Racism and Discrimination in the 1950s and 1960s: Langston Hughes

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Essay #: 051530
Total text length is 9,185 characters (approximately 6.3 pages).

Excerpts from the Paper

The beginning:
Racism and Discrimination in the 1950s and 1960s: Langston Hughes
The following paper looks at Langston Hughes’ controversial poem, “Raisin the sun.” The ensuing several pages argue that Hughes’ poem is a powerful indictment of the poisonous racial problems in mid-twentieth century America that soiled the nation’s image abroad and caused heightened racial tensions at home; for Hughes’ generation of black Americans, it must have seemed as though racism would never “dry up like a raisin the sun” but would continue indefinitely. In any case, the paper will note three things about the poem: the notion that idealism and even hope (the American Dream, which is all about hope) can shrivel up and die if justice is not achieved; the notion that...
The end:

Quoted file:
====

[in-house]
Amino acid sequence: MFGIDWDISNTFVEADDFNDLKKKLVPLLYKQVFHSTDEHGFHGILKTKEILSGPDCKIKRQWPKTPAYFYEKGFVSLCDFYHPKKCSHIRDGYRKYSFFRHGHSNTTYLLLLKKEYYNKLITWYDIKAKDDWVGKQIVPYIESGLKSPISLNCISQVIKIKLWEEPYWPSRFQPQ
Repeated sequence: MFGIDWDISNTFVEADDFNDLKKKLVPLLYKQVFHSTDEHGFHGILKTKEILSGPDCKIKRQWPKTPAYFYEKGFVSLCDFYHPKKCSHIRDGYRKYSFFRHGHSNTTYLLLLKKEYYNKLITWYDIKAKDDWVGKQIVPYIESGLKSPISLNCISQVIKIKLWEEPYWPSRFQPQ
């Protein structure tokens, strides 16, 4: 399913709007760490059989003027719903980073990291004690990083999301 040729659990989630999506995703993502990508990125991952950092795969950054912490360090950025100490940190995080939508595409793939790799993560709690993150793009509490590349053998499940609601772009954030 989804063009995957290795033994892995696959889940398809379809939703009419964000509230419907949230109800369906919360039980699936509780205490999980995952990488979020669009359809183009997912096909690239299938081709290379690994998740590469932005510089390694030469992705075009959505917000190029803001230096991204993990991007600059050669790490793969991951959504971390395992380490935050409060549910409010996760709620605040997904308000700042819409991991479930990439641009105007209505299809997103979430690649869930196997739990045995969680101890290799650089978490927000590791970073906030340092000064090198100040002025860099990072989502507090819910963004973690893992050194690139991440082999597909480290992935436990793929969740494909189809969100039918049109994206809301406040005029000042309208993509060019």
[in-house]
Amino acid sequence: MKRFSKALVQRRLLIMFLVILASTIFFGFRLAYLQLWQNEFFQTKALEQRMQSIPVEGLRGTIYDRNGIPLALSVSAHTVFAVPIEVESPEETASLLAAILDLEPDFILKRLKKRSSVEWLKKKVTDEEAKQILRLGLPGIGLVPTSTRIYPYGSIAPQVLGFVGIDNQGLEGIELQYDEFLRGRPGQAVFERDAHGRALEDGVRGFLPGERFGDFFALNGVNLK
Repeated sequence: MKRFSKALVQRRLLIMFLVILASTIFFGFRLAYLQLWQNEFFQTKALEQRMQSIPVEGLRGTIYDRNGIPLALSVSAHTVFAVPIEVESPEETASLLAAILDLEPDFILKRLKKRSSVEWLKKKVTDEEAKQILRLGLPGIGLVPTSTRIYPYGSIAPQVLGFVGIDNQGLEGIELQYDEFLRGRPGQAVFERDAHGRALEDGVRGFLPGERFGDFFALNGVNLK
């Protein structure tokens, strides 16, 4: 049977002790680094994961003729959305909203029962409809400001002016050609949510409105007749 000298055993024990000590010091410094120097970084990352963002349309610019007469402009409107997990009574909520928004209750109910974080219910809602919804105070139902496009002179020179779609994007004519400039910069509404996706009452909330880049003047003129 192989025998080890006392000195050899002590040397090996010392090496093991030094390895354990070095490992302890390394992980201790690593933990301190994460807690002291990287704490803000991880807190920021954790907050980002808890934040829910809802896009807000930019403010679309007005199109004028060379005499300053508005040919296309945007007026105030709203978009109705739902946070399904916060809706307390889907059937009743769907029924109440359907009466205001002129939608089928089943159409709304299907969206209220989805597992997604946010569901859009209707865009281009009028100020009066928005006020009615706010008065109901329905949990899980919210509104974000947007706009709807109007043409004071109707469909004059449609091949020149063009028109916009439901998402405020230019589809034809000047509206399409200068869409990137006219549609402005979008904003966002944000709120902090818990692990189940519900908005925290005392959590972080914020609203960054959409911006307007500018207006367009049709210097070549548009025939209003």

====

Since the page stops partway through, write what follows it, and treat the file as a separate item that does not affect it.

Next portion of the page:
.....e) can die if deferred too long – and how racism creates burdens and the possibility for violence. All in all, his simple yet elegant poem is a glimpse into the tortured soul of black America in the middle of the twentieth century. 
  
Bibliography
Hughes, Langston. “Raisin in the sun.” n.d. 27 Apr. 2009 http://raisin-sun.netfirms.com/hughes.html
Kinzer, Steven. “For a poet, centennial appreciation.” New York Times, 14 Feb. 2002: 1.
Marable, Manning. “An idea whose time has come.” Newsweek, 138.9 (2001, August 27): 22. 
Sylvester, R.F., & Jacquelyn Mitchell. “Justice system advocacy: a must for NASW and the social work community.” Social Work, 40.1 (1995): 9-12. 
Watts, D.H. “America will burn.” Saturday Evening Post, 13 Jan. 1968: 6-8.